“I like to put a 6-inch piece of monofilament tied straight to the braid and the other end tied to the cork rig,” he said. “That keeps the bottom of the cork from wrapping in the braid. That braid’s really flimsy, it doesn’t have much stability, so you need that (stiffer) monofilament to keep from wrapping up your corks.”
Below the cork, Obiol likes a standard 18-inch leader of 30-pound fluorocarbon. Those jigs and synthetic shrimp are usually heavy enough to straighten out the leader on your cast and pull it straight after the pop. For natural baits, especially lighter shrimp, a split shot about 6 inches above the hook will help.
For deep spots a traditional popping cork below a bead and a bobber stop allows you to target deeper spots. Here the surface commotion become less important, but that hopping motion can still generate interest.
“If you’re in 18 feet of water, you set your bobber stop at 16,” Obiol said. “That way, you’re hanging off the bottom and you’re not snagging anything.”
When and where
Aside from sight-fishing reds in clear marsh pockets or targeting tailers, there aren’t many wrong times to fish a popping cork in coastal waters. However, there are times when this tool proves especially helpful.
The last two hours of an incoming tide provide a good mix of trout along the marsh perimeters along with redfish, which patrol the grass edges for crabs and other crustaceans. When the tide turns, the first two hours of the outgoing tide is when you want to target the mouths of marsh drains where redfish capitalize on easy meals.
Elsewhere, Obiol appreciates how the cork rig allows him to fish over oyster reefs and isolated patches of shell bottom extending from marsh shorelines. He’ll also work cuts between grass points and gaps in roseau cane lines, where flowing water creates feeding opportunities. In these current scenarios, the popping cork rig serves as much a positioning aid as a fish attractor.
“The fish may not want something landing right on top of them, so you want to throw the cork to keep your bait off the bottom while it drifts to the fish,” he said. “When you’re fishing a cut that’s draining water or water’s going in, you want the cork to cover as much ground as possible. You let the cork drift along the shoreline or go in the cut and come out, so it looks natural.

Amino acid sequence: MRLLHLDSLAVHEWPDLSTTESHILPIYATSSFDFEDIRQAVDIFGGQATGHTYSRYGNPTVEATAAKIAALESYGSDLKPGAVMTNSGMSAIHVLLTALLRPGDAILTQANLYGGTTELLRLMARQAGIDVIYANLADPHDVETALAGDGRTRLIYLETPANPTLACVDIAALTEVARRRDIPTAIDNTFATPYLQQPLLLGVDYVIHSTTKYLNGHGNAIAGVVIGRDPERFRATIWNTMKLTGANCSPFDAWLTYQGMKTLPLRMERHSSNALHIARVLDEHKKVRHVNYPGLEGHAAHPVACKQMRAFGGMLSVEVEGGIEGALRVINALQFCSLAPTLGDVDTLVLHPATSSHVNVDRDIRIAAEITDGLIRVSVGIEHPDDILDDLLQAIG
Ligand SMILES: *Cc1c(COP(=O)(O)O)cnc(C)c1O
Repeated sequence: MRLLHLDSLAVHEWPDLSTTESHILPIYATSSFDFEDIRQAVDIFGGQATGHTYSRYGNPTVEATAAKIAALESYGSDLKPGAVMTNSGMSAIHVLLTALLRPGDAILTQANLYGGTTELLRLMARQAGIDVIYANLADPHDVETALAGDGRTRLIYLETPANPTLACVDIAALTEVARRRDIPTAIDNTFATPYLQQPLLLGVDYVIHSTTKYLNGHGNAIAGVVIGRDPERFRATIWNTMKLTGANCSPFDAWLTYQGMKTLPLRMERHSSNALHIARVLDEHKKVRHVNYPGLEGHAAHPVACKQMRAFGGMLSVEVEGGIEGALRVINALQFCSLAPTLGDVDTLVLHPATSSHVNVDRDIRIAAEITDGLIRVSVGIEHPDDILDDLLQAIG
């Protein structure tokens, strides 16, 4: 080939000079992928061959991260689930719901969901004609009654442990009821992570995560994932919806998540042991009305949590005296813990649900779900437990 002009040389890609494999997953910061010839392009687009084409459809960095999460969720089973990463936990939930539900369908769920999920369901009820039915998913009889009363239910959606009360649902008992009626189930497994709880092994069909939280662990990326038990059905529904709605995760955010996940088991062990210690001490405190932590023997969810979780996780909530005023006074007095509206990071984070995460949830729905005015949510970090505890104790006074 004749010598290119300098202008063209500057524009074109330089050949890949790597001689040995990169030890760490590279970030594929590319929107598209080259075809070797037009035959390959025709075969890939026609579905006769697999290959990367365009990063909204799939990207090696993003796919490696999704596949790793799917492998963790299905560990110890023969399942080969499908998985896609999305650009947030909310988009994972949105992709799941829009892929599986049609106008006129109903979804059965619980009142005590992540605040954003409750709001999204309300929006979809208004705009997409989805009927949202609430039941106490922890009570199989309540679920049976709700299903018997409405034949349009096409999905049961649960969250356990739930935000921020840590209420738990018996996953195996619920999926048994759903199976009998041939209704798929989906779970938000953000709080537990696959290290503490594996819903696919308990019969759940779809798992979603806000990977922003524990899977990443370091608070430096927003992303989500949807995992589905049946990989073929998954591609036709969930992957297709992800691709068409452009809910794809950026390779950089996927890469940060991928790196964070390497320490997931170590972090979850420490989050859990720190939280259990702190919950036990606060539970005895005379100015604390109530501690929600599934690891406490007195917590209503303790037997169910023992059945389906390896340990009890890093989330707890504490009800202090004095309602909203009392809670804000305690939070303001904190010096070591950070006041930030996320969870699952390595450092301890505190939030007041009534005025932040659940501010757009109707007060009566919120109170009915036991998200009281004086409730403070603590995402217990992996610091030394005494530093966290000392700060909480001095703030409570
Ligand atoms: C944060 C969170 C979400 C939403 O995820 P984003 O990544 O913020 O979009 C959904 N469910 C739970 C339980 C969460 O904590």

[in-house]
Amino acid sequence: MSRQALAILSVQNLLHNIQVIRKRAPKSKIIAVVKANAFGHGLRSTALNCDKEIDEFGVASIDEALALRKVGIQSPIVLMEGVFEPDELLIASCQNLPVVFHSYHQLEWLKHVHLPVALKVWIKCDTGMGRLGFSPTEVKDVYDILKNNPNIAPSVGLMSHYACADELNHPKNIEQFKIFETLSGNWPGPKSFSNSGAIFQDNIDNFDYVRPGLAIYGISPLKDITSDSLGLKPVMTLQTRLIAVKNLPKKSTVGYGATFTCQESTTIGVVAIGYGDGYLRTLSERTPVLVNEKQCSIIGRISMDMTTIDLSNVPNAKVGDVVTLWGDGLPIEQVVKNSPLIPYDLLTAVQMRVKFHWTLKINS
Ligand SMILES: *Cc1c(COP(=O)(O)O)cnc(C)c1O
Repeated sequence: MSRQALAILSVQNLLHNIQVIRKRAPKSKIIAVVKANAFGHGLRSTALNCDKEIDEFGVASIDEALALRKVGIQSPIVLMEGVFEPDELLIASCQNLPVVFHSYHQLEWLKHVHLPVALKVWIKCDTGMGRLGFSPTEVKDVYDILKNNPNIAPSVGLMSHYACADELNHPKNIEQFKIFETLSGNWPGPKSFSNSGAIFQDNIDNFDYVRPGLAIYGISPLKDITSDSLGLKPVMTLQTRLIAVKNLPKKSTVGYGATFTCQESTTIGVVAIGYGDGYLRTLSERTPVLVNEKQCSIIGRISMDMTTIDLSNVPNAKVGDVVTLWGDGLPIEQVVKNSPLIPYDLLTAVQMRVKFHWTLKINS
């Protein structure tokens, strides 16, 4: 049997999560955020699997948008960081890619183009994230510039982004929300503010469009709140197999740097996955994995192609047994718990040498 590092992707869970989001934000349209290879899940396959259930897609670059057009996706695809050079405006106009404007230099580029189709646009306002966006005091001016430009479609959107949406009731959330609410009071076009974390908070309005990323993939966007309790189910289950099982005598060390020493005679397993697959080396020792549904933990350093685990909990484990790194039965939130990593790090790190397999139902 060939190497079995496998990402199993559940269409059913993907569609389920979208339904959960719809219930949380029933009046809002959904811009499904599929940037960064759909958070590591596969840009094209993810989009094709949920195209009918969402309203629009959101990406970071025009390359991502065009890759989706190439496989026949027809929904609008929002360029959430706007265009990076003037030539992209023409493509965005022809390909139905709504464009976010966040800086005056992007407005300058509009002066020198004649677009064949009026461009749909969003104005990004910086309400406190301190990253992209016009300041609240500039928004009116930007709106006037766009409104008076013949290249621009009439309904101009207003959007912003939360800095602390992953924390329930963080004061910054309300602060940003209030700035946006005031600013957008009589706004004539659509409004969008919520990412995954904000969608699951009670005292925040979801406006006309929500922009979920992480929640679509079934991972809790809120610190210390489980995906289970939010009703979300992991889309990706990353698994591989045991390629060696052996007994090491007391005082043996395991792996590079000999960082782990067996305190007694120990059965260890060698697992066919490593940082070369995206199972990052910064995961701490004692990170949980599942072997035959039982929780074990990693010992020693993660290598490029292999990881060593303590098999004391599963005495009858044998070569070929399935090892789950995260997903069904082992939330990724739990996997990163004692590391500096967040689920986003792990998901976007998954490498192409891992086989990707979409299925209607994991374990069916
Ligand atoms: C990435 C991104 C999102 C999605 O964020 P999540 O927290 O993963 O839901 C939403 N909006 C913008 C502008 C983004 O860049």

“If you throw a cork, your bait’s always going to go with the current, whereas, if you’re pulling a jighead and you have to move it a certain direction, you might be pulling it against the current. Fish see that this bait is going the opposite way than all the rest of them.”
Cast and cadence
Popping cork anglers do best with a 7- to 7 ½-foot medium-heavy spinning outfit. Benefits include greater casting distance, and greater back-cast clearance with the cumbersome rig. (Essentially, long rods help prevent accidental snagging and entanglements.)
It’s important to properly equip yourself, as the popping cork presents a challenge uncommon to baits tied directly to your line. It’s all about the physical dynamics of a two-sectioned rig — the first where the main line meets the cork; the second where the baited leader attaches underneath.
While we typically whip a lure or baited hook backward to load the rod — and then snap the rod forward to direct that kinetic energy — popping cork rigs require a more measured action. Your best bet is to bring the rod tip backward in a slower version of the traditional back cast and pause. Look behind you to confirm clearance and then launch the rig forward in a controlled lob.
It might feel awkward and mechanical at first, but with practice, the operation becomes fluid and effective. Master this move, and the cool part — the popping and fish fighting — will be a breeze.